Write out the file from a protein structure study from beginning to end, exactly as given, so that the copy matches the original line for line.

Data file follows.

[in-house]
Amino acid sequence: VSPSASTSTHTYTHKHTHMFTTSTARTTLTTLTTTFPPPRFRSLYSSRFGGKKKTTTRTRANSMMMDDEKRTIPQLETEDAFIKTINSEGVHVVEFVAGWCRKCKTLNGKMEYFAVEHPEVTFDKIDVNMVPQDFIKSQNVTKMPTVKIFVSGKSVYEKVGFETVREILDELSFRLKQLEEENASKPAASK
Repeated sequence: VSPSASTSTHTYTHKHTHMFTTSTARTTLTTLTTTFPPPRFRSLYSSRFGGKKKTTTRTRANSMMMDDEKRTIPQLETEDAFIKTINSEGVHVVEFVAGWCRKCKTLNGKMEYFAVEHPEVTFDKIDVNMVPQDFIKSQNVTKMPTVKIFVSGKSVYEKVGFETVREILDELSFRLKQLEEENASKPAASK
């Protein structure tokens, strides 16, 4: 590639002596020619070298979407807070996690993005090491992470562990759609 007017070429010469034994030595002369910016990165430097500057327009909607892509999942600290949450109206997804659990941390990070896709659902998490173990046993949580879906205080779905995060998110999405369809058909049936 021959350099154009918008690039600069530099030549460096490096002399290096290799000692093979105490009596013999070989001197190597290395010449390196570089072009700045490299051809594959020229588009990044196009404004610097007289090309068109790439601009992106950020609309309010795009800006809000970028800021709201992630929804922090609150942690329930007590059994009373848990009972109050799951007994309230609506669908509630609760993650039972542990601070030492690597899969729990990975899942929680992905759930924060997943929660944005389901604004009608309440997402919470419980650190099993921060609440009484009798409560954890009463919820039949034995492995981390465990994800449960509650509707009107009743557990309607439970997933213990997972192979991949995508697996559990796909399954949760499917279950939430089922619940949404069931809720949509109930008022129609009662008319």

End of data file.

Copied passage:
[in-house]
Amino acid sequence: VSPSASTSTHTYTHKHTHMFTTSTARTTLTTLTTTFPPPRFRSLYSSRFGGKKKTTTRTRANSMMMDDEKRTIPQLETEDAFIKTINSEGVHVVEFVAGWCRKCKTLNGKMEYFAVEHPEVTFDKIDVNMVPQDFIKSQNVTKMPTVKIFVSGKSVYEKVGFETVREILDELSFRLKQLEEENASKPAASK
Repeated sequence: VSPSASTSTHTYTHKHTHMFTTSTARTTLTTLTTTFPPPRFRSLYSSRFGGKKKTTTRTRANSMMMDDEKRTIPQLETEDAFIKTINSEGVHVVEFVAGWCRKCKTLNGKMEYFAVEHPEVTFDKIDVNMVPQDFIKSQNVTKMPTVKIFVSGKSVYEKVGFETVREILDELSFRLKQLEEENASKPAASK
């Protein structure tokens, strides 16, 4: 590639002596020619070298979407807070996690993005090491992470562990759609 007017070429010469034994030595002369910016990165430097500057327009909607892509999942600290949450109206997804659990941390990070896709659902998490173990046993949580879906205080779905995060998110999405369809058909049936 021959350099154009918008690039600069530099030549460096490096002399290096290799000692093979105490009596013999070989001197190597290395010449390196570089072009700045490299051809594959020229588009990044196009404004610097007289090309068109790439601009992106950020609309309010795009800006809000970028800021709201992630929804922090609150942690329930007590059994009373848990009972109050799951007994309230609506669908509630609760993650039972542990601070030492690597899969729990990975899942929680992905759930924060997943929660944005389901604004009608309440997402919470419980650190099993921060609440009484009798409560954890009463919820039949034995492995981390465990994800449960509650509707009107009743557990309607439970997933213990997972192979991949995508697996559990796909399954949760499917279950939430089922619940949404069931809720949509109930008022129609009662008319």